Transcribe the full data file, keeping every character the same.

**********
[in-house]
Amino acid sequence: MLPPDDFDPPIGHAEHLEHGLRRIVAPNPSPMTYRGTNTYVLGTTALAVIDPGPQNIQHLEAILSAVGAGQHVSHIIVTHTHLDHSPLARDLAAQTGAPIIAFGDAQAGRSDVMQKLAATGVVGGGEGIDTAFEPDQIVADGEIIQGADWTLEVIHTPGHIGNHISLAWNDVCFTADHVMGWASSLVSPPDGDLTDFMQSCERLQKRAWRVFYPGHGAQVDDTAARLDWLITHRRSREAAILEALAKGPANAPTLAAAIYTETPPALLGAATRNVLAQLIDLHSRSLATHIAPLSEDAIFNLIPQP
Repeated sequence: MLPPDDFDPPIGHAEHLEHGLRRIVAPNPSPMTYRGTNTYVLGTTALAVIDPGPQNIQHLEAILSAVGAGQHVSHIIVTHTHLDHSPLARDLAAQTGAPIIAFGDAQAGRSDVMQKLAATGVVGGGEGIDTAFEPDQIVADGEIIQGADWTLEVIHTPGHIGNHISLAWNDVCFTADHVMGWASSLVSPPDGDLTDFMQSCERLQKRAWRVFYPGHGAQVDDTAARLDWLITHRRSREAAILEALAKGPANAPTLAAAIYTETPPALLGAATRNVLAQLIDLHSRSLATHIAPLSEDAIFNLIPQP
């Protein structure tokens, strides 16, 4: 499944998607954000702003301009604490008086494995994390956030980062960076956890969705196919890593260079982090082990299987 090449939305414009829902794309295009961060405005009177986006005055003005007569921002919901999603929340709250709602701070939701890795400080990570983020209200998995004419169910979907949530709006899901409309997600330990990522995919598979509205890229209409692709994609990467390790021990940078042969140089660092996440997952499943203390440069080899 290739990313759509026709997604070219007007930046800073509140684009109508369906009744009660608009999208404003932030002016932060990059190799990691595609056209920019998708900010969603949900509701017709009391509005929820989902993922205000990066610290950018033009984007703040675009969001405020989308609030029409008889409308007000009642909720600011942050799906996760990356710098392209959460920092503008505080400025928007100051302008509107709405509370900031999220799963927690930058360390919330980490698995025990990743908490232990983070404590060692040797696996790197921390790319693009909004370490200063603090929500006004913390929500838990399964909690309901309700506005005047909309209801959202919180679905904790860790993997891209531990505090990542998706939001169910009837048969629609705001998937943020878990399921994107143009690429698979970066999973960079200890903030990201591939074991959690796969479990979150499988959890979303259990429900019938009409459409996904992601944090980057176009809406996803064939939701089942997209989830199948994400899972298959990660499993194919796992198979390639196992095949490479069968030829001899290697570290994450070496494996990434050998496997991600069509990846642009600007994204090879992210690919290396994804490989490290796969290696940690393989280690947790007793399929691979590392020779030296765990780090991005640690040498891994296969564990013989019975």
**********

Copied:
[in-house]
Amino acid sequence: MLPPDDFDPPIGHAEHLEHGLRRIVAPNPSPMTYRGTNTYVLGTTALAVIDPGPQNIQHLEAILSAVGAGQHVSHIIVTHTHLDHSPLARDLAAQTGAPIIAFGDAQAGRSDVMQKLAATGVVGGGEGIDTAFEPDQIVADGEIIQGADWTLEVIHTPGHIGNHISLAWNDVCFTADHVMGWASSLVSPPDGDLTDFMQSCERLQKRAWRVFYPGHGAQVDDTAARLDWLITHRRSREAAILEALAKGPANAPTLAAAIYTETPPALLGAATRNVLAQLIDLHSRSLATHIAPLSEDAIFNLIPQP
Repeated sequence: MLPPDDFDPPIGHAEHLEHGLRRIVAPNPSPMTYRGTNTYVLGTTALAVIDPGPQNIQHLEAILSAVGAGQHVSHIIVTHTHLDHSPLARDLAAQTGAPIIAFGDAQAGRSDVMQKLAATGVVGGGEGIDTAFEPDQIVADGEIIQGADWTLEVIHTPGHIGNHISLAWNDVCFTADHVMGWASSLVSPPDGDLTDFMQSCERLQKRAWRVFYPGHGAQVDDTAARLDWLITHRRSREAAILEALAKGPANAPTLAAAIYTETPPALLGAATRNVLAQLIDLHSRSLATHIAPLSEDAIFNLIPQP
């Protein structure tokens, strides 16, 4: 499944998607954000702003301009604490008086494995994390956030980062960076956890969705196919890593260079982090082990299987 090449939305414009829902794309295009961060405005009177986006005055003005007569921002919901999603929340709250709602701070939701890795400080990570983020209200998995004419169910979907949530709006899901409309997600330990990522995919598979509205890229209409692709994609990467390790021990940078042969140089660092996440997952499943203390440069080899 290739990313759509026709997604070219007007930046800073509140684009109508369906009744009660608009999208404003932030002016932060990059190799990691595609056209920019998708900010969603949900509701017709009391509005929820989902993922205000990066610290950018033009984007703040675009969001405020989308609030029409008889409308007000009642909720600011942050799906996760990356710098392209959460920092503008505080400025928007100051302008509107709405509370900031999220799963927690930058360390919330980490698995025990990743908490232990983070404590060692040797696996790197921390790319693009909004370490200063603090929500006004913390929500838990399964909690309901309700506005005047909309209801959202919180679905904790860790993997891209531990505090990542998706939001169910009837048969629609705001998937943020878990399921994107143009690429698979970066999973960079200890903030990201591939074991959690796969479990979150499988959890979303259990429900019938009409459409996904992601944090980057176009809406996803064939939701089942997209989830199948994400899972298959990660499993194919796992198979390639196992095949490479069968030829001899290697570290994450070496494996990434050998496997991600069509990846642009600007994204090879992210690919290396994804490989490290796969290696940690393989280690947790007793399929691979590392020779030296765990780090991005640690040498891994296969564990013989019975």